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Review: Club3D Radeon HD 7990 6GB

by Tarinder Sandhu on 4 March 2013, 11:30 3.0

Tags: Club3D

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Beastie Boy

There's been plenty of press and enthusiast brouhaha over the launch of the GeForce GTX TITAN graphics card last week. Now firmly installed as the world's fastest consumer GPU, while providing whisper-quiet operation and enviable power consumption, the flabbergasting £850 price tag elevates it to luxury status. As we noted in our review, there are faster (single-board) alternatives out there if performance is the primary concern.

One such card that can, in some games, effortlessly brush aside the TITAN is the partner-built AMD Radeon HD 7990. This card takes in two Radeon HD 7970 GPUs, CrossFires them internally, and provides electric performance in many of today's leading titles. But these juggernauts aren't without hindrances, however, as the twin GPUs and sheer brute cooling required makes many an HD 7990 noisy and thirsty for watts.

Underscored by a bunch of performance-related improvements in recent Catalyst drivers, along with a change in our graphics testing to newer, more-intensive titles, the big, brash, beefy benchmark behemoth is represented in today's review by Club3D.

Running two Radeon HD 7970s on one board requires some serious design and heavy-duty cooling. Whereas the competitor GeForce GTX 690 and TITAN cards exude refinement, sumptuous build quality, and best-in-class acoustics, the HD 7990 looks and feels as if it's fresh from Club3D's skunkworks. Here are some vital stats for you: 1,785g in weight; triple-slot form factor; 12.5in PCB; three 8-pin PCIe connectors; and over-the-top cooling. The gargantuan cooler consists of three fans - an 80mm unit in the middle flanked by two 92mm fans either side - and a large array of copper and aluminium lies underneath.

Graphics aficionados will likely discern that, outwardly at least, this is the same graphics monstrosity as the PowerColor Devil 13. The obvious similarities are borne from the fact that both firms source hardware from TUL Corporation, which also happens to be PowerColor's parent company. We've previously seen near-identical 'custom' cards from Club3D and PowerColor.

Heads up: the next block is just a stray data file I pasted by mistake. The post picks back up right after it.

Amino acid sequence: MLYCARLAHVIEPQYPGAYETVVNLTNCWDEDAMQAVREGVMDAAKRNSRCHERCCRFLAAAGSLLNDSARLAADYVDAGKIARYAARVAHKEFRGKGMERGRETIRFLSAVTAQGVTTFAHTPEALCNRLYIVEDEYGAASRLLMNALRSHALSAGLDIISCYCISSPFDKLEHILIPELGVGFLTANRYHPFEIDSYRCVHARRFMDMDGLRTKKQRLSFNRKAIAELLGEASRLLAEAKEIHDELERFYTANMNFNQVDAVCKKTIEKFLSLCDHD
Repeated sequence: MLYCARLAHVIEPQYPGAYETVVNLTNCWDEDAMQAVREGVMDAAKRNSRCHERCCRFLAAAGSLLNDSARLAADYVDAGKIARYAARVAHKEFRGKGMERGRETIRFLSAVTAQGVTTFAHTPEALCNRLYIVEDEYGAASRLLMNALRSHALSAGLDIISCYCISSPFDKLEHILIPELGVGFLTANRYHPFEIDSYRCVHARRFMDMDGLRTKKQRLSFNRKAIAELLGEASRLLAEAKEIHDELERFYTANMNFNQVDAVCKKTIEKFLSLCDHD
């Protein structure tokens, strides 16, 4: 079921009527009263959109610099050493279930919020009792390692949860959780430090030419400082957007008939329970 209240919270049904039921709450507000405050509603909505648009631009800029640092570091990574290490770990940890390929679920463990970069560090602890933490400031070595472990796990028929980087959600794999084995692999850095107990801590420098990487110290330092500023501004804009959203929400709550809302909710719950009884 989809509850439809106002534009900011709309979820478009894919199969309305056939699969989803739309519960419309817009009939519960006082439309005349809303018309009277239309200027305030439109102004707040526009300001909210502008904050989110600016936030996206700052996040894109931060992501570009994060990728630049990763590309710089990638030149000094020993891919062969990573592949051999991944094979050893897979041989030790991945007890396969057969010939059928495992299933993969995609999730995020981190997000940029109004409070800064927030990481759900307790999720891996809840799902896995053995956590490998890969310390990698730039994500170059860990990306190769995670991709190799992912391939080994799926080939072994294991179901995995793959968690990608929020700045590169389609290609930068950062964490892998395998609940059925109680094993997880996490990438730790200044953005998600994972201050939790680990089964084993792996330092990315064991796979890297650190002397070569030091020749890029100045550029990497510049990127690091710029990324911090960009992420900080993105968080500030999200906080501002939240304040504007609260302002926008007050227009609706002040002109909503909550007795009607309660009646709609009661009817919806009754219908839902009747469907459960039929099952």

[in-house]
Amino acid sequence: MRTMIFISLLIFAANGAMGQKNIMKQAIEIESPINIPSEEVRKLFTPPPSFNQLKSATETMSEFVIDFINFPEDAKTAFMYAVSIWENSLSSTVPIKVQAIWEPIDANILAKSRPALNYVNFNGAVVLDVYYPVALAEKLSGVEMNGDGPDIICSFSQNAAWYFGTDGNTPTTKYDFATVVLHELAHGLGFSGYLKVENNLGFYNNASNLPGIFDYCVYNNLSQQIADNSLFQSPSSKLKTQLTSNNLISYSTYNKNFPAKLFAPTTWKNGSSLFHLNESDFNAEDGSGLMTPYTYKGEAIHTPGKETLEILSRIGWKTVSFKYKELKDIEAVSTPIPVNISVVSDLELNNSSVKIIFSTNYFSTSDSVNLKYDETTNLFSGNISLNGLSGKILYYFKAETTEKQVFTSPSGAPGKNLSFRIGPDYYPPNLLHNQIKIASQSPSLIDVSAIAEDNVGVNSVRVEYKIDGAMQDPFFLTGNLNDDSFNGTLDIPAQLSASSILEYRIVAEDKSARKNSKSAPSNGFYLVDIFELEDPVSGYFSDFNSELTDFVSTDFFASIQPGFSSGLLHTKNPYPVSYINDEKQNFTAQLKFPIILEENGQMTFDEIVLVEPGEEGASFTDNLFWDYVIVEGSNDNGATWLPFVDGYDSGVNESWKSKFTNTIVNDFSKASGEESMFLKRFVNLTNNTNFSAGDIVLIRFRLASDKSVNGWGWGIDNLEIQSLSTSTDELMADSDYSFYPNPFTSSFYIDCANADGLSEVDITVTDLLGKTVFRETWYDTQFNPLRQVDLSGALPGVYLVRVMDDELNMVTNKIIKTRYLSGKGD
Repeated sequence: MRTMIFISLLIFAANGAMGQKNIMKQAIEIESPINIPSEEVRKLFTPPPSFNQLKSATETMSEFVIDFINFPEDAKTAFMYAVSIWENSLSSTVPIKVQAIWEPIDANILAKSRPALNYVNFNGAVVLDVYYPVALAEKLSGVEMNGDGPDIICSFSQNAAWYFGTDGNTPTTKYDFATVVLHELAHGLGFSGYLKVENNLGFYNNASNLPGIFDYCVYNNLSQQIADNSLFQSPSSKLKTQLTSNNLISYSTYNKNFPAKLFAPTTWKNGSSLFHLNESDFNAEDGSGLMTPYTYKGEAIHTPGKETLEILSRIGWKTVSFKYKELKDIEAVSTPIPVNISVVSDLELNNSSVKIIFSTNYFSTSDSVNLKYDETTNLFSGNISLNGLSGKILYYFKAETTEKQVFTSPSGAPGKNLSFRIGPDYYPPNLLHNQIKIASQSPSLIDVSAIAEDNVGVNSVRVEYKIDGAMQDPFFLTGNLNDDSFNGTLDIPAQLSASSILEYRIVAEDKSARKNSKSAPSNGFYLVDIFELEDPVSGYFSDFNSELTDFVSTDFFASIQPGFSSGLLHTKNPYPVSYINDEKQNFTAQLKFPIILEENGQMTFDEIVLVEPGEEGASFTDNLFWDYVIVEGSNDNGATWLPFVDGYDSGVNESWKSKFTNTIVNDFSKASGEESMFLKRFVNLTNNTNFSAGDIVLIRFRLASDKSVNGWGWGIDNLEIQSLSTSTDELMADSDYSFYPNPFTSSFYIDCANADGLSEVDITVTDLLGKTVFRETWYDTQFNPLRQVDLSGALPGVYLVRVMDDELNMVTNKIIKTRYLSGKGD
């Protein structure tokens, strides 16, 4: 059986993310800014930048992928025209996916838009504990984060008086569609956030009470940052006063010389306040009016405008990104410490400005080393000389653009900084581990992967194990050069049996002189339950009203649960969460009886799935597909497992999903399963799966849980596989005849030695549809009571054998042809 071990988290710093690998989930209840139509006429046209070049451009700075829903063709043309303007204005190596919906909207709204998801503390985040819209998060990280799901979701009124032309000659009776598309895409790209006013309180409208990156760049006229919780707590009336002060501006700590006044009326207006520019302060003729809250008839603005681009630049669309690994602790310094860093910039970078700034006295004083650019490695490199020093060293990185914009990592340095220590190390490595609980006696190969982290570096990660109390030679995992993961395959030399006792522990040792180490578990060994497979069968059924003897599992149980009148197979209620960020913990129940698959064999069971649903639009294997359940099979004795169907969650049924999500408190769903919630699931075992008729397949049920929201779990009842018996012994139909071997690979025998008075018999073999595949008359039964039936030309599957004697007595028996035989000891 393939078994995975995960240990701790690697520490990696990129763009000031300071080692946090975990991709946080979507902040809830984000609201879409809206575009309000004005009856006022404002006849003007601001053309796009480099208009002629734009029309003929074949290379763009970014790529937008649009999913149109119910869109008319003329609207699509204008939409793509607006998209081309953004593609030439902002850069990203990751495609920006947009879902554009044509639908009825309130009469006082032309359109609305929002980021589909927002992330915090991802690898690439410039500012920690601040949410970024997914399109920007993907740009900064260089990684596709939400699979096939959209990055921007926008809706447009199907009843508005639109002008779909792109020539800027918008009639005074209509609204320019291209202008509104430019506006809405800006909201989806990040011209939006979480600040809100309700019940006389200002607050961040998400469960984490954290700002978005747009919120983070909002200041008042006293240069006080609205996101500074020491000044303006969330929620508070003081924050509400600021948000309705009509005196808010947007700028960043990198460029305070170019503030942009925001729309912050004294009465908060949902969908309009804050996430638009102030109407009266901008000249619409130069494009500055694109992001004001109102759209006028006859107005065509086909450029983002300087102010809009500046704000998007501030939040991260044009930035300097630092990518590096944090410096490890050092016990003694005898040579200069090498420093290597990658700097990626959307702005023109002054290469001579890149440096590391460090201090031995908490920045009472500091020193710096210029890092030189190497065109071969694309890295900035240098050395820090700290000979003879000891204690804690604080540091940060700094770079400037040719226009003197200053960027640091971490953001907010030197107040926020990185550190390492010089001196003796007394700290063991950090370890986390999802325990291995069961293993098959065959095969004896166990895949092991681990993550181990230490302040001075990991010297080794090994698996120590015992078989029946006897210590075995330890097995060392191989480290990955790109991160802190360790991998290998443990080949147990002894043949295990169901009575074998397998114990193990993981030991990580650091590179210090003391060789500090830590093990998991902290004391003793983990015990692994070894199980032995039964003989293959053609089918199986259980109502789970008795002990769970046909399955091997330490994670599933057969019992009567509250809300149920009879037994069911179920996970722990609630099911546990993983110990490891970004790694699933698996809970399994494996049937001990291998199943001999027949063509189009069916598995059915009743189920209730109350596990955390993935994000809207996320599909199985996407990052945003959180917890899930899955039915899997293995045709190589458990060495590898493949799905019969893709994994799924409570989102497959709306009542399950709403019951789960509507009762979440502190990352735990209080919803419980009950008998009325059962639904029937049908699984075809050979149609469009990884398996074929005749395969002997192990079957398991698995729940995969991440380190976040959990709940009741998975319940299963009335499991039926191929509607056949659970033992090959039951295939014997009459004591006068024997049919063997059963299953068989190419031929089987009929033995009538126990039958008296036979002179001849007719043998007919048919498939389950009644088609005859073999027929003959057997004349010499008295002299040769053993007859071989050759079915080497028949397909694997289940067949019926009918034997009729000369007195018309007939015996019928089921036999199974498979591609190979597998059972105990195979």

Covered on the rear by a card-wide heatsink that shields half of the 6GB of GDDR5 memory - 3GB allocated to each GPU - the relative size of the PCIe slot provides graphic indication of sheer heft of this beastie.

A better illustration of its manliness is evident when comparing it to a GeForce GTX 680, which is no shrinking violet itself. It's actually helpful that the trio of 8-pin PCIe connectors are located on the side, rather than the front of the card, as it otherwise wouldn't fit into many chassis. As it is, ensure you have a spare 330mm from the PCI plate to any obstructions near the hard-drive cage and be prepared to lose two adjacent PCIe slots. Labouring a point, not only is it wider than most cards, it is also taller, by some 25mm, but, let's be honest, you're hardly likely to house it in a small-form-factor system.

This HD 7990 sticks with a conventional high-end display layout by using dual-link DVI-D, single-link DVI-I, HDMI and two mini-DisplayPort. It's hard to miss the red button in the middle, pregnant with promise of extra performance through elevated clocks, but one key difference between this and the aforementioned PowerColor card is in the frequencies the two ship at.

Club3D runs the two underlying Tahiti XT GPUs at 900MHz, or 25MHz shy of the speed of a single-GPU board. Memory, meanwhile, matches the 5,500MHz on offer from a standalone HD 7970. Press the red button, which loads a second BIOS, and the GPU clocks up to 925MHz, representing a minor gain and effectively becoming two full-fat HD 7970s on one board. PowerColor's frequencies are more adventurous, clocking in at 925MHz/5,500MHz default and rising to an impressive 1,000MHz/5,500MHz when said red button is called into action.

A peek at the PCB shows that it's been a tall challenge to have two HD 7970 GPUs run in tandem, connected via a bridge chip that resides underneath the mid-PCB heatsink. Though no hard-and-fast numbers are available, the card's TDP is at least 300W, we imagine, perhaps closer to 350W. This is perhaps reason enough for Club3D not to consider the faster, thirstier, GPU-boosting Radeon HD 7970 GHz Edition as the blueprint for the two GPUs, because having two of those on one board would lead to a card that would require even-meatier cooling, a la ASUS ARES 2.

Those readers with ample cash to spend can hook another card up via the single CrossFire finger on the top-left, but do be aware that the supporting motherboard will need to have plenty of space between the active x16 PCIe slots.

A couple of Radeon HD 7970 cards currently cost £600, Club3D's card retails for around £750, meaning there's a 25 per cent premium for having the two GPUs on one board. Backed by a two-year warranty, which is upgraded to the manufacturer-direct, express Royal Service, the company also includes a support pod to help brace the card's near-2kg weight in the system. Potentially sweetening the deal somewhat, those who purchase the card from authorised retailers will be able to claim six free games under AMD's Never Settle Reloaded Bundle. We say potentially because, at the time of writing, this particular HD 7990 wasn't listed on the eight UK-approved retailers.

Let's now see if the HD 7990 can light a fire under the GeForce GTX 690 and TITAN.